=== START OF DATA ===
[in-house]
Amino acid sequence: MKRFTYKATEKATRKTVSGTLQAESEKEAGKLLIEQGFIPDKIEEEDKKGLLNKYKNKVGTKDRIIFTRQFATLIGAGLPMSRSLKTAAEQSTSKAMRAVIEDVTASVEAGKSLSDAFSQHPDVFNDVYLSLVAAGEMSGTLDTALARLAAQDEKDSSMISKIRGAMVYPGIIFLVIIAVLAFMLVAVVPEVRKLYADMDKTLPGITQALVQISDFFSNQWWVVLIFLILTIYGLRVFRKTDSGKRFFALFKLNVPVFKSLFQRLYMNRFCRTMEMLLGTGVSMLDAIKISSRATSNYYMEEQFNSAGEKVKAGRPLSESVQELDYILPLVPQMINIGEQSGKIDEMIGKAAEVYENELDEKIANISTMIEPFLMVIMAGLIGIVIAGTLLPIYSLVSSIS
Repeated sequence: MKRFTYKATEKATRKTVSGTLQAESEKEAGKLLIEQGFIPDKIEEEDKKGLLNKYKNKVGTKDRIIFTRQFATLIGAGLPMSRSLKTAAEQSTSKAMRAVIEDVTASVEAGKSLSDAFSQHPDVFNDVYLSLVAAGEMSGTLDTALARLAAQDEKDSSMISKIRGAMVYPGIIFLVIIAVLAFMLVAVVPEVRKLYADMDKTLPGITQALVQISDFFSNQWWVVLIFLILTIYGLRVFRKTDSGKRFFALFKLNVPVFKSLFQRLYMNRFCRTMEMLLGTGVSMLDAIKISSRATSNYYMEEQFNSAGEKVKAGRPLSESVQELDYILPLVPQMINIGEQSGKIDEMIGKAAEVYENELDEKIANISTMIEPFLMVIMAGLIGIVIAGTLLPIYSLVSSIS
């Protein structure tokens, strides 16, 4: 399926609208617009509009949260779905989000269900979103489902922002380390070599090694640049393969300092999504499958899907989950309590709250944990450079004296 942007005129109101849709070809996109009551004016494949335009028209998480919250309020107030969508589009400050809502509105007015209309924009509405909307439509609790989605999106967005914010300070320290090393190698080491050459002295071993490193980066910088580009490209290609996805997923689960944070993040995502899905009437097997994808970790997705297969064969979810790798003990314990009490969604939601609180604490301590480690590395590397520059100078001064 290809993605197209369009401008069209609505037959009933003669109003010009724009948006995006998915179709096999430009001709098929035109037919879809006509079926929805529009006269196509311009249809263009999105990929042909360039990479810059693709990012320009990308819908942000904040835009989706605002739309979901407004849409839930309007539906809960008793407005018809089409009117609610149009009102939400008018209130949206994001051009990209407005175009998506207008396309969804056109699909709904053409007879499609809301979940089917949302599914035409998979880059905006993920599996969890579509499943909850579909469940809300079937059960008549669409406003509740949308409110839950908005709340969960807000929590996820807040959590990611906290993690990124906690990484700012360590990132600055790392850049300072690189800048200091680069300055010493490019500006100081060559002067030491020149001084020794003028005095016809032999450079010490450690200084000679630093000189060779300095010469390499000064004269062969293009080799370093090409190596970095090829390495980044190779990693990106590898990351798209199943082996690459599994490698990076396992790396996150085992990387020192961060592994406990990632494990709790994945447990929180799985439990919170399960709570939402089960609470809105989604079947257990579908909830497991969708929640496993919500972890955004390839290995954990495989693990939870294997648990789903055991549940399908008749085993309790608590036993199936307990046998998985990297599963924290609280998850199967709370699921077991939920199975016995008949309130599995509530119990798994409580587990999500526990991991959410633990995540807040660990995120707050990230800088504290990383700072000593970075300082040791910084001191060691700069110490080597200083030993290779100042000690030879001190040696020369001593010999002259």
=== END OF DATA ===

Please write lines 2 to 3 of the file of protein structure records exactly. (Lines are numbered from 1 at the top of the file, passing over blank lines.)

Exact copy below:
Amino acid sequence: MKRFTYKATEKATRKTVSGTLQAESEKEAGKLLIEQGFIPDKIEEEDKKGLLNKYKNKVGTKDRIIFTRQFATLIGAGLPMSRSLKTAAEQSTSKAMRAVIEDVTASVEAGKSLSDAFSQHPDVFNDVYLSLVAAGEMSGTLDTALARLAAQDEKDSSMISKIRGAMVYPGIIFLVIIAVLAFMLVAVVPEVRKLYADMDKTLPGITQALVQISDFFSNQWWVVLIFLILTIYGLRVFRKTDSGKRFFALFKLNVPVFKSLFQRLYMNRFCRTMEMLLGTGVSMLDAIKISSRATSNYYMEEQFNSAGEKVKAGRPLSESVQELDYILPLVPQMINIGEQSGKIDEMIGKAAEVYENELDEKIANISTMIEPFLMVIMAGLIGIVIAGTLLPIYSLVSSIS
Repeated sequence: MKRFTYKATEKATRKTVSGTLQAESEKEAGKLLIEQGFIPDKIEEEDKKGLLNKYKNKVGTKDRIIFTRQFATLIGAGLPMSRSLKTAAEQSTSKAMRAVIEDVTASVEAGKSLSDAFSQHPDVFNDVYLSLVAAGEMSGTLDTALARLAAQDEKDSSMISKIRGAMVYPGIIFLVIIAVLAFMLVAVVPEVRKLYADMDKTLPGITQALVQISDFFSNQWWVVLIFLILTIYGLRVFRKTDSGKRFFALFKLNVPVFKSLFQRLYMNRFCRTMEMLLGTGVSMLDAIKISSRATSNYYMEEQFNSAGEKVKAGRPLSESVQELDYILPLVPQMINIGEQSGKIDEMIGKAAEVYENELDEKIANISTMIEPFLMVIMAGLIGIVIAGTLLPIYSLVSSIS